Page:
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Scoring First

I predictably fell asleep long before the Kings began to mount their mini-comeback last night. But I was awake long enough to hear Peter McNab sell us on the importance of scoring first in the NHL.

The Avalanche are now 14-1 on the season when they score first. That 93.3% winning percentage is tops in the league. I'm not sure I can really explain that, as I'd tend to think of teams like Minnesota or New Jersey - good defense, solid goaltending teams - as being the best teams with an early lead. But that's not what I'm looking at today. (For the record, Minnesota is the 4th best team when scoring first and New Jersey is the 10th best).

If the Avs are 14-1 when scoring first, that means the team is a dismal 5-12-1 when they don't. That is the focus today, boys and girls.

Peter Budaj has started 19 times this year. 12 times (63% of the time) he's held the opponent off the board long enough for our boys to get the first goal. The Avalanche are a perfect 12-0 in those games. On the other side of the coin, the team is 1-6 when Budaj gives up the first goal (the one win actually going to Jose Theodore, in the come-from-behind win against Calgary).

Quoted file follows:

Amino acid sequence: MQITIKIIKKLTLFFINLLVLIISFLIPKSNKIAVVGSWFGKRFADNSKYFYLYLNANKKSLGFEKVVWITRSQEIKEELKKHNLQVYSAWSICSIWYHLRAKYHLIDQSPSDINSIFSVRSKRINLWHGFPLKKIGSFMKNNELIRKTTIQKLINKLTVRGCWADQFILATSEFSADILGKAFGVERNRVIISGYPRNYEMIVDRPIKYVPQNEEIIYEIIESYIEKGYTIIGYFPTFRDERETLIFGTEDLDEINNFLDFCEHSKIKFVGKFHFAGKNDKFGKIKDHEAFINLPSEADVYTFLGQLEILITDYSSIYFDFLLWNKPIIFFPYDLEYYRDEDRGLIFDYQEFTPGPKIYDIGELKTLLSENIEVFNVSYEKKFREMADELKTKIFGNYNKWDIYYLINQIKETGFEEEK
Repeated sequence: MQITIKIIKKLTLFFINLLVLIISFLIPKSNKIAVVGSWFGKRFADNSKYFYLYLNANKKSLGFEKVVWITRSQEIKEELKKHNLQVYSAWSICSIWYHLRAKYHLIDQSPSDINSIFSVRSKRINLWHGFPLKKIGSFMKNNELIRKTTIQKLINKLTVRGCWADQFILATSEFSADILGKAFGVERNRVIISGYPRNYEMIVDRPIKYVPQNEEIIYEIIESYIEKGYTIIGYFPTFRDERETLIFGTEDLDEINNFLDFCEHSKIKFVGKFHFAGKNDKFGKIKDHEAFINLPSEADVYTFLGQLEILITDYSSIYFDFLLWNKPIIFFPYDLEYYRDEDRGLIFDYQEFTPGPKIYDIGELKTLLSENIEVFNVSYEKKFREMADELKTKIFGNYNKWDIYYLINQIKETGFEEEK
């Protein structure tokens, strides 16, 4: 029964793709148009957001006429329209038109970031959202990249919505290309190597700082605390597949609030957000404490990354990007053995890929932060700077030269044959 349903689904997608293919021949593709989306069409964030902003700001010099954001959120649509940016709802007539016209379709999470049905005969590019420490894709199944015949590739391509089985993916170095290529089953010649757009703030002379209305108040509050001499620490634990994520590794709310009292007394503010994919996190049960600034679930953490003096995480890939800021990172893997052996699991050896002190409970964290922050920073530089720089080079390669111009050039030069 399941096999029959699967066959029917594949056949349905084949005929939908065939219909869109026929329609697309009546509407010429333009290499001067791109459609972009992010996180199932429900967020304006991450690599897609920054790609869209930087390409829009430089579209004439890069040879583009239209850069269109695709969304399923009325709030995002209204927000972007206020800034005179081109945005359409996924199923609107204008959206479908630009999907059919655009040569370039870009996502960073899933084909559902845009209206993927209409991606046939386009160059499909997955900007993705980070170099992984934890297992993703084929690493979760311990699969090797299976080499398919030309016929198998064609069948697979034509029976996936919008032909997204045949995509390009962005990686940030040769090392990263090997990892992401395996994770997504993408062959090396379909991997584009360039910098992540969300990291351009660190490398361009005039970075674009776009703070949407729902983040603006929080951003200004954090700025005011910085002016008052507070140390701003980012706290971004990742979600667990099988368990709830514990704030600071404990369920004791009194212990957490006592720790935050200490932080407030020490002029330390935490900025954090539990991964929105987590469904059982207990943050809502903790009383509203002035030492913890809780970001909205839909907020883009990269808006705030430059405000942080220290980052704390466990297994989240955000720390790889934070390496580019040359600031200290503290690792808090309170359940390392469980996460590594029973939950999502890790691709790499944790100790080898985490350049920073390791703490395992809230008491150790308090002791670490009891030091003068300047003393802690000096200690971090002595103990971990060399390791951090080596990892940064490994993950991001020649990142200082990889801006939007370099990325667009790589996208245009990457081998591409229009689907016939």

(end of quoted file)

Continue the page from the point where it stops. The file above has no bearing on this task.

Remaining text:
Jose Theodore has started 14 times this year. Just 3 times (21% of the time) we've gotten the 1-0 lead. We're 2-1 in those games and 4-6-1 when he gives up the first goal.

Is it simply a matter of the team getting a better jump for Budaj? Nope. Budaj's goal's against average this year when the score is 0-0 is 1.82. Theodore? 4.51. Eep. Through last night's game, Budaj has a 1st period save percentage of .911, while Theodore's is .864.

To be fair, Theo does seem to get better as the game goes on (his 3rd period save % is .906), and that's why you see more comeback games with him in net. But, he's starting out too many games in the hole. Having to play a constant game of catch-up is no way to win consistently in the NHL. And when you have a goalie who can do a good job of keeping the other team off the board to help you get that early lead, he should be the one getting the majority of the starts.